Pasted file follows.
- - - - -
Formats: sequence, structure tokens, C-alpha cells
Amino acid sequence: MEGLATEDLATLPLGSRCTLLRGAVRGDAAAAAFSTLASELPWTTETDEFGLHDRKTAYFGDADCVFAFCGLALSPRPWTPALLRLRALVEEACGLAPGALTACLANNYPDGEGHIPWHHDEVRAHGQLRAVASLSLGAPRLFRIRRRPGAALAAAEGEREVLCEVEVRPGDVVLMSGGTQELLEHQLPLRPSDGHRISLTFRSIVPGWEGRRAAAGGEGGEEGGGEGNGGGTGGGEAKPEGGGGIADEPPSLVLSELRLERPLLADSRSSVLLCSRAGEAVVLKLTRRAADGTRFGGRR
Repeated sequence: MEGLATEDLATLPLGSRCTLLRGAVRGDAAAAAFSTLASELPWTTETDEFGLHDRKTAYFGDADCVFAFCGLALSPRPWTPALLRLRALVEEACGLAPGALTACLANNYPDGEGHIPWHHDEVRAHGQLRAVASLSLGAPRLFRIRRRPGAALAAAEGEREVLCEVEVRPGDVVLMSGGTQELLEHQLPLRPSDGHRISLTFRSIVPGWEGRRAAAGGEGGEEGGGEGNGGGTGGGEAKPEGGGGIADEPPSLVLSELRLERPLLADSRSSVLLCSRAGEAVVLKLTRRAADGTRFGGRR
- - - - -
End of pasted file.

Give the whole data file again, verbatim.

Formats: sequence, structure tokens, C-alpha cells
Amino acid sequence: MEGLATEDLATLPLGSRCTLLRGAVRGDAAAAAFSTLASELPWTTETDEFGLHDRKTAYFGDADCVFAFCGLALSPRPWTPALLRLRALVEEACGLAPGALTACLANNYPDGEGHIPWHHDEVRAHGQLRAVASLSLGAPRLFRIRRRPGAALAAAEGEREVLCEVEVRPGDVVLMSGGTQELLEHQLPLRPSDGHRISLTFRSIVPGWEGRRAAAGGEGGEEGGGEGNGGGTGGGEAKPEGGGGIADEPPSLVLSELRLERPLLADSRSSVLLCSRAGEAVVLKLTRRAADGTRFGGRR
Repeated sequence: MEGLATEDLATLPLGSRCTLLRGAVRGDAAAAAFSTLASELPWTTETDEFGLHDRKTAYFGDADCVFAFCGLALSPRPWTPALLRLRALVEEACGLAPGALTACLANNYPDGEGHIPWHHDEVRAHGQLRAVASLSLGAPRLFRIRRRPGAALAAAEGEREVLCEVEVRPGDVVLMSGGTQELLEHQLPLRPSDGHRISLTFRSIVPGWEGRRAAAGGEGGEEGGGEGNGGGTGGGEAKPEGGGGIADEPPSLVLSELRLERPLLADSRSSVLLCSRAGEAVVLKLTRRAADGTRFGGRR